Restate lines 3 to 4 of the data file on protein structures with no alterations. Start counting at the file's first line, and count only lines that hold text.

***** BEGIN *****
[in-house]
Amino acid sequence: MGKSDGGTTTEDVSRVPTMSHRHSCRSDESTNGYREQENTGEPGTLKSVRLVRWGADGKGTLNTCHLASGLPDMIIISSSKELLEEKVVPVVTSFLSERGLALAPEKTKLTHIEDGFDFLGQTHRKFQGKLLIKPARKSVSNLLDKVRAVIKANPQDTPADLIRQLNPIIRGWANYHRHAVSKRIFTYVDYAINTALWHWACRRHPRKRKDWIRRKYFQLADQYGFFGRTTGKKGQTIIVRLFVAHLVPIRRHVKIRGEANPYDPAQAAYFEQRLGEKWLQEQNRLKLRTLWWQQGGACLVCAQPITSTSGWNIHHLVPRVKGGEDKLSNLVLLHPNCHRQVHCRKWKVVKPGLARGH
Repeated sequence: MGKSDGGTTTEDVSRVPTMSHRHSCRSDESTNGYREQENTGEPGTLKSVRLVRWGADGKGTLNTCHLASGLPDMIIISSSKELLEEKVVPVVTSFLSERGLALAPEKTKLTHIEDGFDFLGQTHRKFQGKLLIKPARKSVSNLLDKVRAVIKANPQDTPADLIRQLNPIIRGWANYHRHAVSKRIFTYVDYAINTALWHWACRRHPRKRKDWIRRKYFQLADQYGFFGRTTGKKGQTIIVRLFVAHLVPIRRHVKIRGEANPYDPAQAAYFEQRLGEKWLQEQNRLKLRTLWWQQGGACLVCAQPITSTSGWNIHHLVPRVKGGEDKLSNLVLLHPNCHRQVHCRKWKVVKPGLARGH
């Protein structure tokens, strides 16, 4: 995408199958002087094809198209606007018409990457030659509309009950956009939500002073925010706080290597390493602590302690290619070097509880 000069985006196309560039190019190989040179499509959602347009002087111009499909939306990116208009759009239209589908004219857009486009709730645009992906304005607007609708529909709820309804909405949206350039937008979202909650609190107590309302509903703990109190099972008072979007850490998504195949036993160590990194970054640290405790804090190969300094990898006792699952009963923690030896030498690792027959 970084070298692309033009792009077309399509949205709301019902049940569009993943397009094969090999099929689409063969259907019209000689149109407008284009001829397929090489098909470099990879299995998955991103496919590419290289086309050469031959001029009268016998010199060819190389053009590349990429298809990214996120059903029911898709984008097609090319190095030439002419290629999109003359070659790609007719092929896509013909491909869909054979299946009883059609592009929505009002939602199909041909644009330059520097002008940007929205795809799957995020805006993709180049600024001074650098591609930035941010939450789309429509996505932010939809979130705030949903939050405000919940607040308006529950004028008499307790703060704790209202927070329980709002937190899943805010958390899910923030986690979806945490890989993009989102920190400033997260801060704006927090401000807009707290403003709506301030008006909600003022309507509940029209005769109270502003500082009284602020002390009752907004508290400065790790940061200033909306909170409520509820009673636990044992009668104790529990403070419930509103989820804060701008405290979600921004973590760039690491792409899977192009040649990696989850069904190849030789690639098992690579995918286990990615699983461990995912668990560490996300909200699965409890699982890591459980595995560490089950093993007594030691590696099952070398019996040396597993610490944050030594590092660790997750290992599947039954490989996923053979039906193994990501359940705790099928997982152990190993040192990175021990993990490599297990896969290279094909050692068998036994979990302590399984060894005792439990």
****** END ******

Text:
Repeated sequence: MGKSDGGTTTEDVSRVPTMSHRHSCRSDESTNGYREQENTGEPGTLKSVRLVRWGADGKGTLNTCHLASGLPDMIIISSSKELLEEKVVPVVTSFLSERGLALAPEKTKLTHIEDGFDFLGQTHRKFQGKLLIKPARKSVSNLLDKVRAVIKANPQDTPADLIRQLNPIIRGWANYHRHAVSKRIFTYVDYAINTALWHWACRRHPRKRKDWIRRKYFQLADQYGFFGRTTGKKGQTIIVRLFVAHLVPIRRHVKIRGEANPYDPAQAAYFEQRLGEKWLQEQNRLKLRTLWWQQGGACLVCAQPITSTSGWNIHHLVPRVKGGEDKLSNLVLLHPNCHRQVHCRKWKVVKPGLARGH
């Protein structure tokens, strides 16, 4: 995408199958002087094809198209606007018409990457030659509309009950956009939500002073925010706080290597390493602590302690290619070097509880 000069985006196309560039190019190989040179499509959602347009002087111009499909939306990116208009759009239209589908004219857009486009709730645009992906304005607007609708529909709820309804909405949206350039937008979202909650609190107590309302509903703990109190099972008072979007850490998504195949036993160590990194970054640290405790804090190969300094990898006792699952009963923690030896030498690792027959 970084070298692309033009792009077309399509949205709301019902049940569009993943397009094969090999099929689409063969259907019209000689149109407008284009001829397929090489098909470099990879299995998955991103496919590419290289086309050469031959001029009268016998010199060819190389053009590349990429298809990214996120059903029911898709984008097609090319190095030439002419290629999109003359070659790609007719092929896509013909491909869909054979299946009883059609592009929505009002939602199909041909644009330059520097002008940007929205795809799957995020805006993709180049600024001074650098591609930035941010939450789309429509996505932010939809979130705030949903939050405000919940607040308006529950004028008499307790703060704790209202927070329980709002937190899943805010958390899910923030986690979806945490890989993009989102920190400033997260801060704006927090401000807009707290403003709506301030008006909600003022309507509940029209005769109270502003500082009284602020002390009752907004508290400065790790940061200033909306909170409520509820009673636990044992009668104790529990403070419930509103989820804060701008405290979600921004973590760039690491792409899977192009040649990696989850069904190849030789690639098992690579995918286990990615699983461990995912668990560490996300909200699965409890699982890591459980595995560490089950093993007594030691590696099952070398019996040396597993610490944050030594590092660790997750290992599947039954490989996923053979039906193994990501359940705790099928997982152990190993040192990175021990993990490599297990896969290279094909050692068998036994979990302590399984060894005792439990």